In spring 2020, Attorney General Dana Nessel issued a ruling that the commission could ban guns inside the building. An outside legal opinion was obtained that reached the same conclusion.
Last week, a crowd of pro-Trump insurrectionists stormed the U.S. Capitol, forcing Vice President Mike Pence and members of leadership to be whisked away to safety and the remaining members of Congress to seek shelter in secured locations. The crowd was cleared hours later, and a joint session of Congress that was meant to certify the Nov. 3, 2020, election of President-elect Joe Biden was eventually completed.
Last week’s events at the U.S. Capitol, along with a bomb threat called in to the Michigan Capitol the morning after, shone a renewed spotlight on an issue that the commission has been grappling with for about a year.
“I too am pleased that we’re at this point today in making a first step toward dealing with gun issues as they affect our Capitol,” Commissioner Joan Bauer said prior to the vote.
Commissioner Kerry Chartkoff said the issue has been tough to weigh, adding she has received thousands of emails from the public, many outlining a desire to go further and enact a total firearm ban.
“I think it’s been one of the most difficult ones to ever confront either the Capitol Commission or its predecessor, the Capitol Committee,” Chartkoff said.
Senate Majority Leader Mike Shirkey (R-Clarklake) last week though a spokesperson voiced support for a ban on the open carry of guns in the building.
House Speaker-elect Jason Wentworth (R-Farwell), however, in a statement said the commission does not have the authority to enact policy inside the building.
“The speaker is grateful for the work of the Capitol Commission, but it does not have the authority to set policy in the Capitol,” the statement said. “The speaker will be looking at options for handling that moving forward. In the meantime, the Michigan State Police will be enforcing the new ruling. In order to ensure there is no confusion in the Capitol, Speaker Wentworth asks everyone to respect the Michigan State Police and the rules they enforce.”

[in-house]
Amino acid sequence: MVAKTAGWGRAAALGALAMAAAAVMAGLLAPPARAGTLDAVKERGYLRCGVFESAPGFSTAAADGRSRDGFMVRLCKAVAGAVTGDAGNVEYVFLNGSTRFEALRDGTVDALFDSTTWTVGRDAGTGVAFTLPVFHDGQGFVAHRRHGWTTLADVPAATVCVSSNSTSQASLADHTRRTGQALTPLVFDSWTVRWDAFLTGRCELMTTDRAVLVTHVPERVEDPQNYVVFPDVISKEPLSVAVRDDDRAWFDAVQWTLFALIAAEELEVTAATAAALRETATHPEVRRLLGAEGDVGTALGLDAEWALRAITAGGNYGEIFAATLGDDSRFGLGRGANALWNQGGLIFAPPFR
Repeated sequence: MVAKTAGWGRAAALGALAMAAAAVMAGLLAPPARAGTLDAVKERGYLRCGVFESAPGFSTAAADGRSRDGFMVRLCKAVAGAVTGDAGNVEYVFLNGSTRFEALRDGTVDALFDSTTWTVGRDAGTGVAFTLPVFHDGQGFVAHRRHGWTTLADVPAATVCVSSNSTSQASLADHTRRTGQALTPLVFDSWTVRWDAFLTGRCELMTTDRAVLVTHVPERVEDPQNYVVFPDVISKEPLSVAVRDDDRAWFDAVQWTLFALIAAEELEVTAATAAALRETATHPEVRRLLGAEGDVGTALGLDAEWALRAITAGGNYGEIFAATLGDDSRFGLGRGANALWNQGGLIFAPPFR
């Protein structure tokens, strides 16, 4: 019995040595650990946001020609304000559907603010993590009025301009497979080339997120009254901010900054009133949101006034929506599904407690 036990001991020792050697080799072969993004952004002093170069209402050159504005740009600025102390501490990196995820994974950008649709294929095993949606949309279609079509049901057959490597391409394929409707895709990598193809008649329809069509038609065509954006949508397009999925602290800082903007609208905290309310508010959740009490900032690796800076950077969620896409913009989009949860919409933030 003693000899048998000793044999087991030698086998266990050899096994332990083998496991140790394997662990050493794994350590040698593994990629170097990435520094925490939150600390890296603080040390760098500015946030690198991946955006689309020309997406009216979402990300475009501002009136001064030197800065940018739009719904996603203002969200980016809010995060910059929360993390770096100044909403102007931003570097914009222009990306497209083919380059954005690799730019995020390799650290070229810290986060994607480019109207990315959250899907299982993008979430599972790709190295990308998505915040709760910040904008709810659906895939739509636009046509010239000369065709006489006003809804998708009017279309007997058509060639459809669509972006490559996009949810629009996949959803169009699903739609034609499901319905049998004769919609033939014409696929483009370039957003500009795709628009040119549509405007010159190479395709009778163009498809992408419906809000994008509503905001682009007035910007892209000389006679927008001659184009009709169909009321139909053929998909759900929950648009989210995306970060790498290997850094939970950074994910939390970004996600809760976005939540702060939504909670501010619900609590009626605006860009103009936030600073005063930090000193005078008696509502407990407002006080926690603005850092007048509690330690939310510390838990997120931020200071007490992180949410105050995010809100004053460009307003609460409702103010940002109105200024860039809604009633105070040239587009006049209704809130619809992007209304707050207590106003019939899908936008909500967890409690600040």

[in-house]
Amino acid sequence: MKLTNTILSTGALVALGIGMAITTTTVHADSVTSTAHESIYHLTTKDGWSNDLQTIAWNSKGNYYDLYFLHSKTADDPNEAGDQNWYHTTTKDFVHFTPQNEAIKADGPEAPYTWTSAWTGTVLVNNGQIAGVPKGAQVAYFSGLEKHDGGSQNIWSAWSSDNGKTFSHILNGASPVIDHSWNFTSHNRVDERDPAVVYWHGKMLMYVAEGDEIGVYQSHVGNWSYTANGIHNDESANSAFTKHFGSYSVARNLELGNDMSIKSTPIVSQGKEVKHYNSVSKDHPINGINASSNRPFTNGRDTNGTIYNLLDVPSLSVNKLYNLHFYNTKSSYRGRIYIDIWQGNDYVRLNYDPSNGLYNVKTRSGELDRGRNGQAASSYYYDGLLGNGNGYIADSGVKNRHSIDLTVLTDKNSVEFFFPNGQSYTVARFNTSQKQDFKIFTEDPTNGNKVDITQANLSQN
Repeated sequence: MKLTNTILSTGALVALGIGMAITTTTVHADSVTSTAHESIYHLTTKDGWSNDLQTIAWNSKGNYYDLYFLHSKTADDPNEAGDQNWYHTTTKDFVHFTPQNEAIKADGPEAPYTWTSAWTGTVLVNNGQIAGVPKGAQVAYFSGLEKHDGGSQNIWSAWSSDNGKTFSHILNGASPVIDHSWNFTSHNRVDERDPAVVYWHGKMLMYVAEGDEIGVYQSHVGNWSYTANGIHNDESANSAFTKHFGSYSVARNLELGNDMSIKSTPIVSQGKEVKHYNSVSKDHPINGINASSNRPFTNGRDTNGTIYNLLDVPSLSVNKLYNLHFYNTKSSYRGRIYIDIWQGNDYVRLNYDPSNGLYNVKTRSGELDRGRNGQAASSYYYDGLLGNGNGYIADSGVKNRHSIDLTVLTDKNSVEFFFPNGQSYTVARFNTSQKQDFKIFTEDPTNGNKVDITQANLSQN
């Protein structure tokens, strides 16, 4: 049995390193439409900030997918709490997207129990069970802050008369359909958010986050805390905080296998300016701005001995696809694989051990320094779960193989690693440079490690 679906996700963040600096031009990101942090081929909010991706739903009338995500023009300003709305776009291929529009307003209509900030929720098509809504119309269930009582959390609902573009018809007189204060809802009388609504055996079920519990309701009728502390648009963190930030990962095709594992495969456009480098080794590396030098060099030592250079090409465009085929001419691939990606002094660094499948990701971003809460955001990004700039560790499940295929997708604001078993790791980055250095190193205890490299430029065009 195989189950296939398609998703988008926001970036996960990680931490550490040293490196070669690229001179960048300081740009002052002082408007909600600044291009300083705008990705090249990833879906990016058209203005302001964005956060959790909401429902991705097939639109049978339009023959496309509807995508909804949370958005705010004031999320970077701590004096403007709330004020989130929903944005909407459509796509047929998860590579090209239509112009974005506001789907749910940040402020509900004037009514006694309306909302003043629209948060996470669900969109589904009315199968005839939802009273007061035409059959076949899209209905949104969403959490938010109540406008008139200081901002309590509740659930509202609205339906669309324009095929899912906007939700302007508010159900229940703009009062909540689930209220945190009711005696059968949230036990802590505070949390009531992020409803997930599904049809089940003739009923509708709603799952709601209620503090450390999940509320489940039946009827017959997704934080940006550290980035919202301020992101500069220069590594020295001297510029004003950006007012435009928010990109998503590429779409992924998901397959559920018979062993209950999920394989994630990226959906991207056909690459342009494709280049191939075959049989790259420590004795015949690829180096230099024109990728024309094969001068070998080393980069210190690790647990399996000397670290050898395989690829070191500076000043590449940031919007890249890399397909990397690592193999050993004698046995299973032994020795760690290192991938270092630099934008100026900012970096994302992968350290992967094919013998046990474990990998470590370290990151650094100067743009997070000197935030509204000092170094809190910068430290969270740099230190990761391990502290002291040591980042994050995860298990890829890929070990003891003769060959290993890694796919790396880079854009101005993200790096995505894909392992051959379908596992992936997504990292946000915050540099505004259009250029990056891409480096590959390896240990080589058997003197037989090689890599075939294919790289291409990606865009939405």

Gov. Whitmer in a statement said the vote was a first step but she also called for a full ban.
“The Capitol Commission’s action to ban open carry guns at the Capitol is a good start, but more action is needed. On a normal day, hundreds of people walk through the Capitol, including groups of fourth-graders, teachers, and parents on school field trips to learn about state government,” Gov. Whitmer said. “That’s why we must take action to ban all weapons at the Capitol to keep Michiganders safe. I am hopeful that the Capitol Commission will recognize the need for further action, and I stand ready to assist in implementing this policy to keep Michiganders safe.”
Nessel in a statement echoed Gov. Whitmer’s words.
“Firearms – whether explicitly visible or concealed by clothing – possess the same capability to inflict injury and harm on others and only banning open carry does little to meaningfully improve the safety and security of our Capitol,” Nessel said. “I urge the commission and our Legislature to take the proper action and pass the necessary reforms that truly take into account the safety of those visiting and working in our Capitol. Today’s actions are simply not enough to do that.”
Democratic lawmakers were not impressed with the vote.
Sen. Dayna Polehanki (D-Livonia) in a statement said that the commission’s move fell short.
“Let me make this clear: The Capitol Commission’s proposal to ban open carry from the people’s building does not ban bullets,” Polehanki said. “Most mass shootings are carried out with handguns and dying by bullets discharged from shorter barrels is not a compromise, nor a solution. No one is safe until a complete ban on all firearms from the State Capitol is enacted and anything less is an abdication of the Commission’s responsibility.”
Polehanki last week said she went to a military surplus store to purchase safety gear to store at her Senate desk, including a helmet and gas mask. She already owns a bulletproof vest due to the April 2020 rally.
Sen. Erika Geiss (D-Taylor) expressed similar thoughts in an email to commissioners.